Nothing says more about China's booming auto market than the generous bonus given by the FAW-Volkswagen Automotive Co. The joint venture carmaker awarded its employees with a bonus that equals to 27 months of salary. On top of that, employees also received double salary for eight months this year.
The news broke in the online community with an internal PowerPoint file posted by an anonymous user. Other online users said that employees who logged full attendance this year could have received up to 63 months of salary.
The Legal Evening News then contacted FAW-VW and confirmed that the file was authentic and the facts were true.
I used to think that type of pay structure - annual total income equally many times of base salary - only happens in the financial sector. Boy, I was wrong.
The trend of pay increases in the past five years is phenomenal. In 2007, FAW-VW gave employees double-salary for two months of the whole year. That number has since been on the rise steadily - five months in 2008, six months in 2009, seven months in 2010, and eight months in 2011.
In an attempt to play it down, FAW-VW explained to the Legal Evening Newsthat base monthly salary only accounts for about a third of the total take-home monthly income. The year-end bonus is 27 months of base monthly salary, not 27 months of total monthly income. The source added that a "normal employee" has 3,000 yuan of monthly base salary.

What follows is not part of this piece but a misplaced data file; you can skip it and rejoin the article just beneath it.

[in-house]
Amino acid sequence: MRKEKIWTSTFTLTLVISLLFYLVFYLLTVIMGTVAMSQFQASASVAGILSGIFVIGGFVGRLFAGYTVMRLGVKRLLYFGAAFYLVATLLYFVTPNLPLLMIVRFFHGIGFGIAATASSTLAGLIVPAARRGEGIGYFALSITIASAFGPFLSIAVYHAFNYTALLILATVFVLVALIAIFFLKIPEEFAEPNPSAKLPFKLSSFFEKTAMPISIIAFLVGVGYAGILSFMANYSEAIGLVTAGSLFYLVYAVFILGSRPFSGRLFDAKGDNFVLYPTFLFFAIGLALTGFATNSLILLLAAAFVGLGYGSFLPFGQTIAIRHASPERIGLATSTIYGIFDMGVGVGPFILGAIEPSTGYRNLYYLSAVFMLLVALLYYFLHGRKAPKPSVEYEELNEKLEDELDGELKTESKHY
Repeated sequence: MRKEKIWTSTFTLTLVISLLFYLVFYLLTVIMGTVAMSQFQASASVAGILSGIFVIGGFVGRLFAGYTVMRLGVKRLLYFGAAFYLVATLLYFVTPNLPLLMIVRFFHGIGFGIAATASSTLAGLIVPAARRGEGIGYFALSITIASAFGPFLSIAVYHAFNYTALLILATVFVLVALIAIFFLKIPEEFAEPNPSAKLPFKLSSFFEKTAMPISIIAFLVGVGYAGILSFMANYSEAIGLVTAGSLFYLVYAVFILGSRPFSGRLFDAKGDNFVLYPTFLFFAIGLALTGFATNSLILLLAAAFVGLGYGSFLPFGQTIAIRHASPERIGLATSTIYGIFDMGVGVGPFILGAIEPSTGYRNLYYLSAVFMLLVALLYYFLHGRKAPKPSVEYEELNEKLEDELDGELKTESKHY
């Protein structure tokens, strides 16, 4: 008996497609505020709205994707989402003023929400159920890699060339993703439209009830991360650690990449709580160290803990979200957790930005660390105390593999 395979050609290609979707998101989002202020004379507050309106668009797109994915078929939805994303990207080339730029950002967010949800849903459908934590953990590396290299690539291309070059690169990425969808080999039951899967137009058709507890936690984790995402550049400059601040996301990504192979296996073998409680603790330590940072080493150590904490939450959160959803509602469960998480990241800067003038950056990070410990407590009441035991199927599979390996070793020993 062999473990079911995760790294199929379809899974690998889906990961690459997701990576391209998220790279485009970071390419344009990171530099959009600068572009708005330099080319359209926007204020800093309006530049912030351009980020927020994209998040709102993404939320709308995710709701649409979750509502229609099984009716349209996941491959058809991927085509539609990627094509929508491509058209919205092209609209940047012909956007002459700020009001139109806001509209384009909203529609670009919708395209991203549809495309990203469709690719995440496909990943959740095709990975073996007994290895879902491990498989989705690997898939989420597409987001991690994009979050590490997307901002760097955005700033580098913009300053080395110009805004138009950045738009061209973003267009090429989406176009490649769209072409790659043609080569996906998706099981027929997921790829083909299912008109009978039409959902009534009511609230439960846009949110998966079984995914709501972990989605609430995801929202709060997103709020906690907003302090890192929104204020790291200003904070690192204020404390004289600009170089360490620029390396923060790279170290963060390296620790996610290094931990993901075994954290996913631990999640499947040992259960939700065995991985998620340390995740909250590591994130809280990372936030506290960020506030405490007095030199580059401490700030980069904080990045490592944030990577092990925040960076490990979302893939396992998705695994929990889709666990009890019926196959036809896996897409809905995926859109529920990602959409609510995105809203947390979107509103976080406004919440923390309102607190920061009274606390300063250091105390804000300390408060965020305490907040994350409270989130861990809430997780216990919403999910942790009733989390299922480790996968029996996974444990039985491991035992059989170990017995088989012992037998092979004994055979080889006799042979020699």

It's ambiguous whether the double pay is included in the "take-home monthly income" the source referred to. If it is, a "normal employee" would have taken home 189,000 yuan (US$29,814) in 2011. That is equivalent to about $39,752 (pre-tax, assuming 25 percent tax rate) in the U.S.
If the double pay is not included in the "take-home monthly income," a "normal employee" would have taken home 261,000 yuan (US$41,141) this year. That is equivalent to about US$54,854 (pre-tax, assuming 25 percent tax rate) in the U.S.
Keep in mind, also, that the FAW-VW workers are located in cities like Changchun and Chengdu, where living expenses are relatively low.
If the average Chinese worker at an auto plant makes that much, no wonder many Chinese consumers are now able to afford soaring property prices, overseas vacations and education, and luxury goods.
Now, if you didn't get a fat bonus like that, perhaps it'd be smart to think about how to get into a business that serves China's new middle class and wealthy groups.
Nina Ying Sun is an assistant managing editor at Plastics News, a sister publication of Workforce Management. This blog post first appeared in the PN China Blog. To comment, email firstname.lastname@example.org.